Your Spouse Just Died … is Probate Needed?
Probate Might be Needed at First Spouse's Death

Your Spouse Just Died … is Probate Needed?

There are several steps to take while both spouses are alive and well, to help reduce the chance of the surviving spouse finding themselves in a “financial deadlock” situation or stuck in probate court. The preparations require the non-financially dominant partner to be involved as much as possible, says Barron’s in the article “How to Avoid Financial Deadlock—or Worse—After One Spouse Dies”

Step one is to prepare the financial equivalent of a “go-bag,” like the ones people are supposed to have when they must leave their home in a crisis. That means a list of all financial contacts, advisors, estate planning attorney, accountants, insurance professionals and copies of all beneficiary designations. There should also be a list or a spreadsheet of all the couple’s assets and liabilities, including digital assets and passwords to these accounts. The spouse should also note the location of financial records, including insurance policies, wills, trusts and any other critical legal documents.

Each partner must have access to checking and cash independently of the other, and the spouses need to review together how assets and accounts are titled.

It is especially important for both spouses to be on the deed to their home with right of survivorship, so that the surviving spouse can easily prove that they are the sole owner of the home after the spouse dies. Otherwise, they may not be able to communicate with the mortgage company. If a surviving spouse must go to court and file probate in order to deal with the home, it can become costly and more stressful. Hence it is important to plan the estate to avoid probate court.

It’s not emotionally easy to go through all this information but it is critical for the surviving spouse’s financial security.

Any information that will be needed by the surviving spouse should be documented in a way that is easily accessible and understandable for the spouse. Even if someone is very organized and has a well-developed description of their assets and estate plan, it may not be as easily understood for someone whose mind works differently. This is especially true, if the couple has had years where the non-financial spouse was not involved with the family’s assets and is suddenly digesting a lot of new information.

It is wise for the non-financial spouse to meet with key advisors and take on some of the tasks like bill paying, reviewing insurance policies and reconciling accounts well before either spouse experiences any kind of cognitive decline. Ideally, the financially dominant partner takes the time to train the other spouse and then lets them take the lead, until they are both comfortable managing all the details. It will also be wise for the surviving spouse to meet with the estate lawyer to see if opening a probate is needed.

Each spouse needs to understand how the death of the other will impact the household income. If one spouse has a pension without survivor benefits and that spouse is the first to die, the surviving spouse may find themselves struggling to replace that income. They also need to consider daily aspects of their lives, like if one spouse is highly dependent upon the other for caregiving.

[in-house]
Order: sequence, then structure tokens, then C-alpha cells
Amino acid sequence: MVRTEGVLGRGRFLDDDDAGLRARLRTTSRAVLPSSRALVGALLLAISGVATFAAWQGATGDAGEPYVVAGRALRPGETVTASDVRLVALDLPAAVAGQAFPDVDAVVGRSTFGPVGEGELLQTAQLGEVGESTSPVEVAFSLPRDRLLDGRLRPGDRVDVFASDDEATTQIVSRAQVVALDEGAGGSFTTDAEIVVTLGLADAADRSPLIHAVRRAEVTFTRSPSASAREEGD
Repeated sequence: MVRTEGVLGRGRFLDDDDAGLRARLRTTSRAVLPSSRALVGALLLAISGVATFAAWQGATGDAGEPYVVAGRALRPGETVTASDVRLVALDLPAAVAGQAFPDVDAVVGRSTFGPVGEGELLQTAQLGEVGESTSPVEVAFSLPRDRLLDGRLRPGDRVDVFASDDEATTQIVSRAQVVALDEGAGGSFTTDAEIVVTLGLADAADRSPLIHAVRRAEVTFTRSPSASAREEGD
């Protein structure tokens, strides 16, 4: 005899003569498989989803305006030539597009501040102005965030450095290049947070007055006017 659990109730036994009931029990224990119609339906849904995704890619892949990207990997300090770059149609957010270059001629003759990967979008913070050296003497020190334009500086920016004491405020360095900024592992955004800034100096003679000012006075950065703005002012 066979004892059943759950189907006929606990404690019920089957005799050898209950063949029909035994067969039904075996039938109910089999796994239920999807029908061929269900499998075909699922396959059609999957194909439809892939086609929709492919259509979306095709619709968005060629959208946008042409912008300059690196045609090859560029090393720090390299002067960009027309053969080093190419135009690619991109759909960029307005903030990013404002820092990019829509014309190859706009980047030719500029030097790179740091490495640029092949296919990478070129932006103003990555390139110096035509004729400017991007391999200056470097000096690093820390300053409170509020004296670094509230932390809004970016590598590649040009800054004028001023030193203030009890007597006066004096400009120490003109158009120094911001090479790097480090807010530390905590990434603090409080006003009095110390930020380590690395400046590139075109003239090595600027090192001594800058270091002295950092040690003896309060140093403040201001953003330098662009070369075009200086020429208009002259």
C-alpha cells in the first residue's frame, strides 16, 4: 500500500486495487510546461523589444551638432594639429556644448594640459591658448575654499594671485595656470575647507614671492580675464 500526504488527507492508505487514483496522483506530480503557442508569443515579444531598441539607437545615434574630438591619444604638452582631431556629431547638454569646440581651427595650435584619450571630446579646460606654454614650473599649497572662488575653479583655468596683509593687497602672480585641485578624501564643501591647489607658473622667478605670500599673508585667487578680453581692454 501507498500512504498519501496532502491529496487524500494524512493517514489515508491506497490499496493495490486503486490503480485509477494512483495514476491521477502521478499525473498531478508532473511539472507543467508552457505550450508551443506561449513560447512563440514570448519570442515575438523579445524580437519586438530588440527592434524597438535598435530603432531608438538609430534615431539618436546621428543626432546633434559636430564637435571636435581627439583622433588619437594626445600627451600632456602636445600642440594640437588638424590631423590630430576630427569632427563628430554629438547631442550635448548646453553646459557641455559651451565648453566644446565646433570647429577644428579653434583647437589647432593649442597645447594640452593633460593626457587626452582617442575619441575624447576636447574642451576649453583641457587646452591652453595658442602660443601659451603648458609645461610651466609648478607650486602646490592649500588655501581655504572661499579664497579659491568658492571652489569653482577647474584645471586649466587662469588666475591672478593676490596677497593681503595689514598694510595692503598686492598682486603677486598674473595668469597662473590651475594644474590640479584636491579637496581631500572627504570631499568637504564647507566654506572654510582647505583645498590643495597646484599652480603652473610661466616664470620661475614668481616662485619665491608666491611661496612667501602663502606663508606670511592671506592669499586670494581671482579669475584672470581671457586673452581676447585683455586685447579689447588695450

Spouses are advised not to make any big financial or life decisions within a year or so of a spouse’s death. The surviving spouse is often not in a good emotional state to make smart decisions, and this is the time that they are most at risk for senior financial abuse.

Both spouses should sit down with their estate planning attorney and discuss what will happen when they are widowed. It is a difficult topic but planning ahead will make the transition less traumatic from a financial and legal perspective.

Read about the ins and outs of probate.

Reference: Barron’s (Sep. 15, 2019) “How to Avoid Financial Deadlock—or Worse—After One Spouse Dies”

How Does a Probate Proceeding Work?
Probate

How Does a Probate Proceeding Work?

A Will, also known as Last Will and Testament, is a legal document that is used in probate court, if a person dies with assets that are in their name alone without a surviving joint owner or beneficiary designated, says the Record Online in the article “Anatomy of a probate proceeding.” The probate process proves the will is valid.

Probate is a judicial or court proceeding, where the probate court has jurisdiction over the assets of the person who has died. The court oversees the payment of debts, taxes and probate fees, in addition to supervising distribution of assets to the person’s beneficiaries. The executor of the will is to manage the probate assets and then report to the judge.

Without a will, things get messy. A similar court proceeding takes place, but it is known as an administrative proceeding, and the manager of the estate is called an administrator, and not the executor.

To start the probate proceeding, the executor completes and submits a probate petition with the probate court. Some executors do this on their own, but most hire an estate planning attorney to help. The attorney knows the process, which keeps things moving along.